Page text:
The New Normal, Ryan Murphy (Nip/Tuck, Glee, American Horror Story) and Ali Adler’s new half-hour sitcom, which premiered this week on NBC, breaks so many of the gay barriers we’re used to seeing on primetime TV. Sure, Modern Family has been showing mainstream audiences a well-adjusted homo family for a few seasons, but The New Normal takes it a step further. The premise is built around a gay couple who are not only funny, super-adorable and capable of raising a healthy family, but, unlike Cam and Mitchell, they actually smooch and hug and snuggle.
The storyline follows swishy Bryan (Andrew Rannells) and geeky David (played by total-babe Justin Bartha), a well-to-do couple living in Los Angeles who have just decided to have a baby. Meanwhile, single mom Goldie (Georgia King) moves to L.A. — with her cutie-pie daughter Shania (Bebe Wood) — to escape a two-timing husband and her pestering, bigoted grandmother (hilariously played by GILF Ellen Barkin). Strapped for cash, Goldie decides to make money by becoming a surrogate mother — and that’s how she comes to meet Bryan and David. A new modern family is born.
Looking for a character-driven drama that doesn’t involve the undead? Well you’re in luck. Dallas, the original appointment television, reboots tomorrow night on TNT and there’s nothing like good old-fashioned money, sex and intrigue to keep you engaged. TV trivia fans already know that before The Wire or West Wing, the original Dallas introduced cinematic scripting and cultural commentary to the small screen with the depiction of villainous oil tycoon J.R. Ewing at a time when energy crises, economic turmoil and political corruption had just ravaged America. Given the parallels it’s no surprise Dallas is back and, like the original, it easily transcends the schmaltz of other soaps.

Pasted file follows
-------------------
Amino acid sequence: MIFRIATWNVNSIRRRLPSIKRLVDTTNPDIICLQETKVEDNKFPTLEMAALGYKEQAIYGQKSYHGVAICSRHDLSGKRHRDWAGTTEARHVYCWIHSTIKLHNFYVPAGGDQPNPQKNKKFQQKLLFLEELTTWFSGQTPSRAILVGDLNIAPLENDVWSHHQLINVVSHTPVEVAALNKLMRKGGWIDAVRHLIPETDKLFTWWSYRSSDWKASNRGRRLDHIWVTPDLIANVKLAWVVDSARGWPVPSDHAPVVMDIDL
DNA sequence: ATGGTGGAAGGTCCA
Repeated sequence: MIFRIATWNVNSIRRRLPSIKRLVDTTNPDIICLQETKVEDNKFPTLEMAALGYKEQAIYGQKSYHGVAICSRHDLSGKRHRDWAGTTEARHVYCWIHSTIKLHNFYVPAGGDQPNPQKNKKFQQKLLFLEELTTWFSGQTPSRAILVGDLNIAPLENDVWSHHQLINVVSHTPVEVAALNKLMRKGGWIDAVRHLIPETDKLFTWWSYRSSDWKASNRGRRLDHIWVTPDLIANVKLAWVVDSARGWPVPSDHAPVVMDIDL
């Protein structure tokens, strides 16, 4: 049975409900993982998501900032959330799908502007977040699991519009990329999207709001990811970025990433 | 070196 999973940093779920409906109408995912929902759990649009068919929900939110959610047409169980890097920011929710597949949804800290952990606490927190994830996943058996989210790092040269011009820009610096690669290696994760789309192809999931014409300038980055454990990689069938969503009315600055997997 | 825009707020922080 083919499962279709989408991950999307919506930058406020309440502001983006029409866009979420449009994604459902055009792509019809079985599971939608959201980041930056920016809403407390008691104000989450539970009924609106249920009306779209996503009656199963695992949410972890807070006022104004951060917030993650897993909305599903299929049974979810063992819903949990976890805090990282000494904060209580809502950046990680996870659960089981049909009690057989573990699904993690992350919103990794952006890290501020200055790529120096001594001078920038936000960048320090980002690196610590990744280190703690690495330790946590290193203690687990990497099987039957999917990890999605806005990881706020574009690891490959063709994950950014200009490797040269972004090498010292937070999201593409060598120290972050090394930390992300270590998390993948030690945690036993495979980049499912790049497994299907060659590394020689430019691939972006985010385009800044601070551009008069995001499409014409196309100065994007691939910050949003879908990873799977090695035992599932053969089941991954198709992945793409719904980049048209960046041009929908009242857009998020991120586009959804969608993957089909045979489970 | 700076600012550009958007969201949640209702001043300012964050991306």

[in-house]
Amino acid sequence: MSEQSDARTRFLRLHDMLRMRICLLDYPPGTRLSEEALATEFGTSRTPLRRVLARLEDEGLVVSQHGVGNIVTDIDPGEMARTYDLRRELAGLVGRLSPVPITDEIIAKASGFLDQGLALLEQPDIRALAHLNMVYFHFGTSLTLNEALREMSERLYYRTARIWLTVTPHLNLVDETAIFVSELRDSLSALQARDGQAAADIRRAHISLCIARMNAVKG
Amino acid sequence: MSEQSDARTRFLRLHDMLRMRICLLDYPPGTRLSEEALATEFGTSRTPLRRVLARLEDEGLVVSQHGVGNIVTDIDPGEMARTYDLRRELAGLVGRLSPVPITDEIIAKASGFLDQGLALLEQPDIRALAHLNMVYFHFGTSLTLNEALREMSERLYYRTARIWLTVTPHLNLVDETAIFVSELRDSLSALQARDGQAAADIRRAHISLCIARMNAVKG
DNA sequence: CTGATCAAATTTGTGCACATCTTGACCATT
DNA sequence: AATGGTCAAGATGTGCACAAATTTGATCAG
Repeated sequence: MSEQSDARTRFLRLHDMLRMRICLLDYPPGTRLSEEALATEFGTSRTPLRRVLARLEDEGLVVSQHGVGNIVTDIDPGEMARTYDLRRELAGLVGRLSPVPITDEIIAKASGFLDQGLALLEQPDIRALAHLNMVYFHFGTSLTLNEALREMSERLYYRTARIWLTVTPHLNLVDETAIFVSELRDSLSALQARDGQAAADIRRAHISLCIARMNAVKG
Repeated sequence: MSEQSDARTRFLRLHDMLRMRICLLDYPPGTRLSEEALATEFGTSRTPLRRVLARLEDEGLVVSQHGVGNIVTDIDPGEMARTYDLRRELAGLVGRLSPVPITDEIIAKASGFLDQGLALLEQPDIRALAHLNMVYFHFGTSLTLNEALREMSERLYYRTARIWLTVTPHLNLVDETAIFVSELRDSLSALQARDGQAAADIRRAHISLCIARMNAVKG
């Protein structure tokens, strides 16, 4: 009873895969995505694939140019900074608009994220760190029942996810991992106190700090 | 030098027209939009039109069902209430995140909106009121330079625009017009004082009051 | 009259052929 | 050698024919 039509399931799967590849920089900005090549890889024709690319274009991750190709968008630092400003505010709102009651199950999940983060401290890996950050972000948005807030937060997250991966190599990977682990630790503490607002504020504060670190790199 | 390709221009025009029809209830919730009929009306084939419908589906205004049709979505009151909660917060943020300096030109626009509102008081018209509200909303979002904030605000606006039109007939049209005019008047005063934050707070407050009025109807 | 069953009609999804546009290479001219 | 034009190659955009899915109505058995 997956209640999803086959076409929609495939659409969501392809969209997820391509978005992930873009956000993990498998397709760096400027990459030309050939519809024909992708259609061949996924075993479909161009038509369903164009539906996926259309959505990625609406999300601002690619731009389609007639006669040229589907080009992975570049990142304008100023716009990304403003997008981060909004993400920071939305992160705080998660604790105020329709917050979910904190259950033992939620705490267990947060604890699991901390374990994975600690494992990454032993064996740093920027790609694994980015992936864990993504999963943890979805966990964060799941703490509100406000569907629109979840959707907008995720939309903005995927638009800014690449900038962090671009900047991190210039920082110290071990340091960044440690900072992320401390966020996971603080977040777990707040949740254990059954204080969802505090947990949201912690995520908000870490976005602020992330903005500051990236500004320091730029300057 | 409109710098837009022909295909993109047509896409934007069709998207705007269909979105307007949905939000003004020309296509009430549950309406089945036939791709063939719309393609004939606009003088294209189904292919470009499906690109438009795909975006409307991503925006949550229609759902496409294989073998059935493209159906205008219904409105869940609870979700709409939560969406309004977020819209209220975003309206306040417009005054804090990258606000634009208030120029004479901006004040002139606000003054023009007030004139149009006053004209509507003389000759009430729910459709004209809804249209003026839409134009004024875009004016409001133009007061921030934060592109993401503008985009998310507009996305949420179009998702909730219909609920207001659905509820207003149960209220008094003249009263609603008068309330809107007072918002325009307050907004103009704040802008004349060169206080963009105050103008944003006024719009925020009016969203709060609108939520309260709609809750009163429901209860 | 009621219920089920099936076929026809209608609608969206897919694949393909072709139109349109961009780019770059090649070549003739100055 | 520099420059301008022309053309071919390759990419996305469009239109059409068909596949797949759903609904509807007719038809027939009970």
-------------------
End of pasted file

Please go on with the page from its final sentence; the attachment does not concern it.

Just as the original produced innovations like the season cliffhanger (a la “Who Shot J.R.?”), the new Dallas is unique in that it picks up the series thread within a pre-existing storyline surrounding the third generation of Ewing men assuming their daddy’s roles in the unending family rivalry. While John Ross (played by sexy Josh Henderson) schemes to rebuild the Ewing oil fortune, Christopher (Desperate Housewives’ Jesse Metcalfe) aims to redeem his family’s name by taking on a more eco-friendly trade and just maybe making up for that time his uncle bombed that Arabian country to spike oil prices (paging George W.).
While the presence of many original characters (pictured left), including J.R., Bobby, Sue Ellen and Cliff, make the show fun for original fans, new viewers will enjoy the complex plot twists and dynastic power struggles. Unfortunately, what’s missing is the glamour of the original: Thirty years ago the Ewings clinked cocktails before dinner, today they sip coffee at the kitchen counter overlooking the family room. (Yes, grandma, the Ewings have a family room now.) Though most modern viewers probably won’t notice these changes, having been in-utero when the show last aired in 1991, the collision those Ewing family dinner scenes provided is still palpably lacking. If the new series plans to compete with today’s cable programming it should try looking backward in time and get everybody an office, an accent and, for God’s sake, a wet bar, because that is how things are done on Dallas!
Alden, Pa.-raised, University of the Arts graduate Shane O'Neill is in for the fight of his life tonight. At the very least, it’s the fight of his tattoos' life as he is one of three challengers for the championship prize on this evening’s finale of Spike TV’s Ink Master series, which airs at 10 p.m.